When Rules Bind Too Tightly
These days, it seems like we’re all just making up the rules as we go along.
During this global pandemic, virtually every aspect of life has changed. No one really seems to be in charge, with different factions making different rules, and everyone rolling the dice, hoping their decisions are the right ones. And no matter who says what, no one really knows how any of this will play out.
The simplest of acts (at least in America)—going to the store to buy food, has become a venture requiring planning on par with a military maneuver. People are losing not only jobs, but entire businesses. Sometimes family legacies, decades in the making, are disappearing like puffs of smoke. Figuring out how to cope every day, let alone plan for the future, is like shaking a magic eight ball.
Question: Will today be any better? Answer: Not likely.
For those struggling with addiction and their families, uncertainty is no stranger, and risk is a constant companion. But when even the most basic “givens” are not guaranteed, stress and anxiety can compound exponentially. And while structure is good for those suffering from abuse, when that structure seems punitive, as current restrictions do, even the most stable of us may chafe at the restraints. Addicts may be tempted to use, just to ease the pressure.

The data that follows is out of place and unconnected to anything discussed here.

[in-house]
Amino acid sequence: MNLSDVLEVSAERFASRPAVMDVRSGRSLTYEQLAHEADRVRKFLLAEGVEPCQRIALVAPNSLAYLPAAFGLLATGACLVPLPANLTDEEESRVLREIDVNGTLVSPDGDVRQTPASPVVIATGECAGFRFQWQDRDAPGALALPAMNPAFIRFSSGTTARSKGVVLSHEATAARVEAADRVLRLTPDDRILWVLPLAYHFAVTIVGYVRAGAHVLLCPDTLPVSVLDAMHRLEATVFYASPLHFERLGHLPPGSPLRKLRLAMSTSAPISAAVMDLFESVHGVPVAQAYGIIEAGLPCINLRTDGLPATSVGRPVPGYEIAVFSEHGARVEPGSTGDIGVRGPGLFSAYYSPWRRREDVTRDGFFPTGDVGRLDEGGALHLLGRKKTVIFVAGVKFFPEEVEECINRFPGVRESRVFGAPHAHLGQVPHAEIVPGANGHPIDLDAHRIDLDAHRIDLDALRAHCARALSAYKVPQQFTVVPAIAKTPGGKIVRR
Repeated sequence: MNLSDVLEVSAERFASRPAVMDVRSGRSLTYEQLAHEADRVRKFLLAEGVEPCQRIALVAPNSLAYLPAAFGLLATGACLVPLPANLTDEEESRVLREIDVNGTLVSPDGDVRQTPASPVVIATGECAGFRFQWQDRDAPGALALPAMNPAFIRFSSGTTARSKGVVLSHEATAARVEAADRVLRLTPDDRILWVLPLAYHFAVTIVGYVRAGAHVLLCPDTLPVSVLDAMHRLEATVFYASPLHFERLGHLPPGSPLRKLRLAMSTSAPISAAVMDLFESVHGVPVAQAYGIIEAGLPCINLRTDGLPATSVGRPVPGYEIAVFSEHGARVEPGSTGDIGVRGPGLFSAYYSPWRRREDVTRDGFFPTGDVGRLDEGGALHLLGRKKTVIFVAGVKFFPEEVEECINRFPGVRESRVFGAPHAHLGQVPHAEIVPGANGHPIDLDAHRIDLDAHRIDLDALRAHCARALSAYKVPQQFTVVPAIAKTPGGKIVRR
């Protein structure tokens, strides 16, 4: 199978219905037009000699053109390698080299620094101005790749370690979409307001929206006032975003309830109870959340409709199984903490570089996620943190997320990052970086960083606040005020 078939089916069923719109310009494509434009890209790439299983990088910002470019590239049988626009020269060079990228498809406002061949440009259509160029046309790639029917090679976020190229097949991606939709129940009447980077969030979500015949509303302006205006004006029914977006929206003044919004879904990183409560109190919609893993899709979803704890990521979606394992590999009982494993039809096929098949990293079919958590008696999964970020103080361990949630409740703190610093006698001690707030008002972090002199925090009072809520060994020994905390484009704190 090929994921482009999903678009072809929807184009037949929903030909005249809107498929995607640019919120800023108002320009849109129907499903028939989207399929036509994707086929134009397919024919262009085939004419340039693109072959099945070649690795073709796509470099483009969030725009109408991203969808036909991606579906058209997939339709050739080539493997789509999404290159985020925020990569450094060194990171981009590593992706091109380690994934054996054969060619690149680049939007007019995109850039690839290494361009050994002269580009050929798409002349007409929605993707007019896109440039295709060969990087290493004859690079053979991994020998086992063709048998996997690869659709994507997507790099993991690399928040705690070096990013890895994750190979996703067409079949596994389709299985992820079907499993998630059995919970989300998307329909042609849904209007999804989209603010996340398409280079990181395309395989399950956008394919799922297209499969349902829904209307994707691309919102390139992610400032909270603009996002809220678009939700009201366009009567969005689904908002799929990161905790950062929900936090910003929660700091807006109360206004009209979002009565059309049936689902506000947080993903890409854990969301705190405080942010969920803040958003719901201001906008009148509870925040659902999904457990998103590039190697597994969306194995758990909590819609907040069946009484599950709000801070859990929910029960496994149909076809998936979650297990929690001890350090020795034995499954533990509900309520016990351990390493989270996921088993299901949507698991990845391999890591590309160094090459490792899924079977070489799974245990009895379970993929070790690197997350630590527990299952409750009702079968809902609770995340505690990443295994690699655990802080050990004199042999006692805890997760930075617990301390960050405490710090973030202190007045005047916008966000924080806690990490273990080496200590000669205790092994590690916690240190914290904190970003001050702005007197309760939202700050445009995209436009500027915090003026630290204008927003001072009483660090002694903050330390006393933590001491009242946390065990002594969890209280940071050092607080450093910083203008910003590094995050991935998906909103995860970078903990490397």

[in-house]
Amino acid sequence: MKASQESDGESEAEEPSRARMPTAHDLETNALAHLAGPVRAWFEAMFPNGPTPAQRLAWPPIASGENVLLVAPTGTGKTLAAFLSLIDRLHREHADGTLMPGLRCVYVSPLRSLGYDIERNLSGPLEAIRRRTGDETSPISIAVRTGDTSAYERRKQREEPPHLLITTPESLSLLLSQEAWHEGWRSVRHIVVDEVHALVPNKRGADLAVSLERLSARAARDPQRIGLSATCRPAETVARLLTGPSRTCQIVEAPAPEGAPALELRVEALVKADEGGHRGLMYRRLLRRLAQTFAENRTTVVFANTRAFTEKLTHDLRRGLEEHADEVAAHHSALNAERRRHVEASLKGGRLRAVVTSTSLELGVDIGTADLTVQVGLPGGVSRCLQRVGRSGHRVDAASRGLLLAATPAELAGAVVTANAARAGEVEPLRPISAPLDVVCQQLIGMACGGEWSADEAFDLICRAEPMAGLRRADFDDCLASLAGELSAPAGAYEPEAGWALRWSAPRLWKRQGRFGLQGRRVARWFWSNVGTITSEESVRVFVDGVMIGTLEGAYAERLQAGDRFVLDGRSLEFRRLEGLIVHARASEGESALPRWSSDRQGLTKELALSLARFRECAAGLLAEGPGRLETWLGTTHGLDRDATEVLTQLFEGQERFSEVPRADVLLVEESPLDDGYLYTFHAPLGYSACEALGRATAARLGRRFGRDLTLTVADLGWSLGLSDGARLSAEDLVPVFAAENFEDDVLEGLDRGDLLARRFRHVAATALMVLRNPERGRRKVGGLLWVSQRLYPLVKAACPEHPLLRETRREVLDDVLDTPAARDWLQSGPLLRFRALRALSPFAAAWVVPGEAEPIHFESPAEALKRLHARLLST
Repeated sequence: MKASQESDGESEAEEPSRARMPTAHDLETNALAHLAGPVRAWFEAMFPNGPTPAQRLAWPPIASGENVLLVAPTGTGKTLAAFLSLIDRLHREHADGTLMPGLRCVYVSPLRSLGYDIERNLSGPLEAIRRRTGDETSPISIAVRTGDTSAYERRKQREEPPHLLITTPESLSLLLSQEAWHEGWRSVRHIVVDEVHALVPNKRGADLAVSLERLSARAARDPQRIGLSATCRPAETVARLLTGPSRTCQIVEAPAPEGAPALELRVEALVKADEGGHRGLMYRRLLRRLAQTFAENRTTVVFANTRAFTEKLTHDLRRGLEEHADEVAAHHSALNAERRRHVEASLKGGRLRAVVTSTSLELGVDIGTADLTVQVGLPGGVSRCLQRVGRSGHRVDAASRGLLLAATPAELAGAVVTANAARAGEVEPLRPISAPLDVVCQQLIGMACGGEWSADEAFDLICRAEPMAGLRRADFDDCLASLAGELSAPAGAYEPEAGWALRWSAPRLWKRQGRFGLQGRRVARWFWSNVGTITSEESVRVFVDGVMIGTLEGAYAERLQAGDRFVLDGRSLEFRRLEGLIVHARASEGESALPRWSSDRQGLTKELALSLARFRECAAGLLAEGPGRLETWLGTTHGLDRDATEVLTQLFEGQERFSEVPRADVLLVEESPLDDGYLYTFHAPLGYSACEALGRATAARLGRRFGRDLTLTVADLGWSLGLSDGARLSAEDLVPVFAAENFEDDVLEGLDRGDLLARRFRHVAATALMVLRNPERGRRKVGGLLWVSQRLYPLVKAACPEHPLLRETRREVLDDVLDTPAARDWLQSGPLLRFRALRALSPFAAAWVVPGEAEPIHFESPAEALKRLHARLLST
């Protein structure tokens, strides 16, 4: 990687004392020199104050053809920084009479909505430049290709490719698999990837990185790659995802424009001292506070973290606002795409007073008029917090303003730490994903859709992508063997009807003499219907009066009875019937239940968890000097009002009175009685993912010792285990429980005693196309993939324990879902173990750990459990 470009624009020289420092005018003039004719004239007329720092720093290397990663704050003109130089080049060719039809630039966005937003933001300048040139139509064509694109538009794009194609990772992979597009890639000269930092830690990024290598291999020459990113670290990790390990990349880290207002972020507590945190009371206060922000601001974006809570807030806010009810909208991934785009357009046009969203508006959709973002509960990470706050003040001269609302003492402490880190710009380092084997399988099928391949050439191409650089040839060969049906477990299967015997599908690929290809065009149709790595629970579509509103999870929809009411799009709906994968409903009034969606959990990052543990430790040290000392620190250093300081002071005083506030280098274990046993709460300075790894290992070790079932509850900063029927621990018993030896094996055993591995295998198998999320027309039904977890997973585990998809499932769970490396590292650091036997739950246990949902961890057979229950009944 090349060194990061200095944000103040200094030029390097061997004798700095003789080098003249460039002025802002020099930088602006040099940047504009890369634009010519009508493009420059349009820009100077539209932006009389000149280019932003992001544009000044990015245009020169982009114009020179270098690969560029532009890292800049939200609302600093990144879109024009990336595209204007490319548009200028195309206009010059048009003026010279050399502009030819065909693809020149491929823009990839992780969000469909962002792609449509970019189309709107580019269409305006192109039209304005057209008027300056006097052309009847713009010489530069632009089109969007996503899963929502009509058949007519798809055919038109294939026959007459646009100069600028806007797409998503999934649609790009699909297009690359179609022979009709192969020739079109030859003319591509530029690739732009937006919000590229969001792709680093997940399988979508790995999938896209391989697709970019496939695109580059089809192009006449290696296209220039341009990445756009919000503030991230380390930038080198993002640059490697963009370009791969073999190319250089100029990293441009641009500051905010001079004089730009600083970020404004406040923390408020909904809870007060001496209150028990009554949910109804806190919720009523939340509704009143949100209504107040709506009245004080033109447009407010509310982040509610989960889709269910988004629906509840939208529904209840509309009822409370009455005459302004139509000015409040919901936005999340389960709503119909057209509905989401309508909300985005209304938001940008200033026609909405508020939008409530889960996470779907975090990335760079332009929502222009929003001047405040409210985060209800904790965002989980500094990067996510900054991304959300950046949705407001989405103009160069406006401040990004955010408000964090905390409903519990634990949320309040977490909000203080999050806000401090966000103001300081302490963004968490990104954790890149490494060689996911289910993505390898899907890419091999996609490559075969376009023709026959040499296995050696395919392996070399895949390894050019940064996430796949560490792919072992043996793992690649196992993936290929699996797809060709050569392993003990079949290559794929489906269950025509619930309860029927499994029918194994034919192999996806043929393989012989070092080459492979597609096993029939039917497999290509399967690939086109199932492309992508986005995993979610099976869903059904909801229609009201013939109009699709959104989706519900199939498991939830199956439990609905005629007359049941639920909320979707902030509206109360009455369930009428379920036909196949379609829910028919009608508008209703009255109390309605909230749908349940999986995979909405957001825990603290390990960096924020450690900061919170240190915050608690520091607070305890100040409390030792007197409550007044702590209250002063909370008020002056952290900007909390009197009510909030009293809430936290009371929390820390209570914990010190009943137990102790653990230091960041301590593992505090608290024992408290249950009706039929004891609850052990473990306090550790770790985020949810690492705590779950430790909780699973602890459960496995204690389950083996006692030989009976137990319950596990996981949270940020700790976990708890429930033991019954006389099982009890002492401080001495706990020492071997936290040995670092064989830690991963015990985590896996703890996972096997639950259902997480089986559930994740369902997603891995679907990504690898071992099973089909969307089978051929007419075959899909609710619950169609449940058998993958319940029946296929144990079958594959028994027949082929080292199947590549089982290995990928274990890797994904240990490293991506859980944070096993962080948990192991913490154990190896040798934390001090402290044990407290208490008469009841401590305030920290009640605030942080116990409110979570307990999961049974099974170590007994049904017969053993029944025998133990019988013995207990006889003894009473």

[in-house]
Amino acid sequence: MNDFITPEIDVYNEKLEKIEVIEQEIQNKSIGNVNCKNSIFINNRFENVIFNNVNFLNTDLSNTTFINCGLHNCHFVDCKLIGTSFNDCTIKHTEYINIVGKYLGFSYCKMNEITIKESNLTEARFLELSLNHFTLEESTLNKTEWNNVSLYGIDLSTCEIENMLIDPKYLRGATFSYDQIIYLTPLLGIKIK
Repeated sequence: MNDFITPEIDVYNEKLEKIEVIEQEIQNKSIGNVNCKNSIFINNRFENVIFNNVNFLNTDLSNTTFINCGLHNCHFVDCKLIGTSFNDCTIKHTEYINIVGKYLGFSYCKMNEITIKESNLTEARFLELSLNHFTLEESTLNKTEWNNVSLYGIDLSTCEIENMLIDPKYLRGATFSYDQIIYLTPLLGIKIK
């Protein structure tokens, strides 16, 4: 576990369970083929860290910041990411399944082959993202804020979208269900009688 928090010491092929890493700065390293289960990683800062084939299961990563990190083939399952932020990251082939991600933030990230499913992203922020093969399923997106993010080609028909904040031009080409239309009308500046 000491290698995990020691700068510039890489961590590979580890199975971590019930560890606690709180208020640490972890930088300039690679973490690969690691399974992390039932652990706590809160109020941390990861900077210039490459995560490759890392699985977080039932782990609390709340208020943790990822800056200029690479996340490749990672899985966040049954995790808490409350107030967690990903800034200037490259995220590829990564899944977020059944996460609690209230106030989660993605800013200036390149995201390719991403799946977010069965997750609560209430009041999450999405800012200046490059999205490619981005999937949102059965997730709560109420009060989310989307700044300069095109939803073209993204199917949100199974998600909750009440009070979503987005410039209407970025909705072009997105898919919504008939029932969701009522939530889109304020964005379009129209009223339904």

So how do we—struggling, sober, or “normal” (yes, do notice the quotation marks), manage to follow the rules, but not lose our sanity or sobriety in the process?
For me, the best place to start is with the daily (sometimes hourly!) reminder that this will not last forever. These are extraordinary times, and the inconveniences and restrictions are serving to help me notice how very blessed and lucky I am. When life itself becomes something we shouldn’t take for granted, each breath is quite literally a gift. With that mindset, temporary rules become easier to accept.
Another thing to keep in mind—we’ve all got plenty of company. As in the whole world. Never before has absolutely everyone on the planet been concerned with the same problem. You are not alone. No matter how you feel, someone else is feeling the same thing at the same time. Talk it out. Sober or struggling, talk to those around you. Ask for help, ask for a listening ear, ask if someone else in your home or “village” needs a shoulder to lean on. Seeking help or providing that for others helps us know that we are part of a community, both now and in the future. That feeling of belonging is of great support to those challenged by substance abuse.
Yes, the rules during this crisis are tough and constantly changing.